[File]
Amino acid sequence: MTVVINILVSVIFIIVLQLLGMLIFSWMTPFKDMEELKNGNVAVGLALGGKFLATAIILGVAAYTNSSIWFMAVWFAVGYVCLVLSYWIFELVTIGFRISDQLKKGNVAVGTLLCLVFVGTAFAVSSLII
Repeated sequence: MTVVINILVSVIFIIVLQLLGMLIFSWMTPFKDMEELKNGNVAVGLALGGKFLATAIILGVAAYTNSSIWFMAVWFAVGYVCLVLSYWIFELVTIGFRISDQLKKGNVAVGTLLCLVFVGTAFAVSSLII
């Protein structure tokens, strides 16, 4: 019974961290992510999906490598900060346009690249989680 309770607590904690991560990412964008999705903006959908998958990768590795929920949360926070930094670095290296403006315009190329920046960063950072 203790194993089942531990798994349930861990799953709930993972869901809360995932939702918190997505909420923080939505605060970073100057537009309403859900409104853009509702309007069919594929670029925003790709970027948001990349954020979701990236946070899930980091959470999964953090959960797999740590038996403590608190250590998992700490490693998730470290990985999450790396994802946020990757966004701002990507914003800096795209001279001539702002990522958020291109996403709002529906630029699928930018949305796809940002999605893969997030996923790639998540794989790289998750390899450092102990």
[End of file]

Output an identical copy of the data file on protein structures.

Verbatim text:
Amino acid sequence: MTVVINILVSVIFIIVLQLLGMLIFSWMTPFKDMEELKNGNVAVGLALGGKFLATAIILGVAAYTNSSIWFMAVWFAVGYVCLVLSYWIFELVTIGFRISDQLKKGNVAVGTLLCLVFVGTAFAVSSLII
Repeated sequence: MTVVINILVSVIFIIVLQLLGMLIFSWMTPFKDMEELKNGNVAVGLALGGKFLATAIILGVAAYTNSSIWFMAVWFAVGYVCLVLSYWIFELVTIGFRISDQLKKGNVAVGTLLCLVFVGTAFAVSSLII
């Protein structure tokens, strides 16, 4: 019974961290992510999906490598900060346009690249989680 309770607590904690991560990412964008999705903006959908998958990768590795929920949360926070930094670095290296403006315009190329920046960063950072 203790194993089942531990798994349930861990799953709930993972869901809360995932939702918190997505909420923080939505605060970073100057537009309403859900409104853009509702309007069919594929670029925003790709970027948001990349954020979701990236946070899930980091959470999964953090959960797999740590038996403590608190250590998992700490490693998730470290990985999450790396994802946020990757966004701002990507914003800096795209001279001539702002990522958020291109996403709002529906630029699928930018949305796809940002999605893969997030996923790639998540794989790289998750390899450092102990």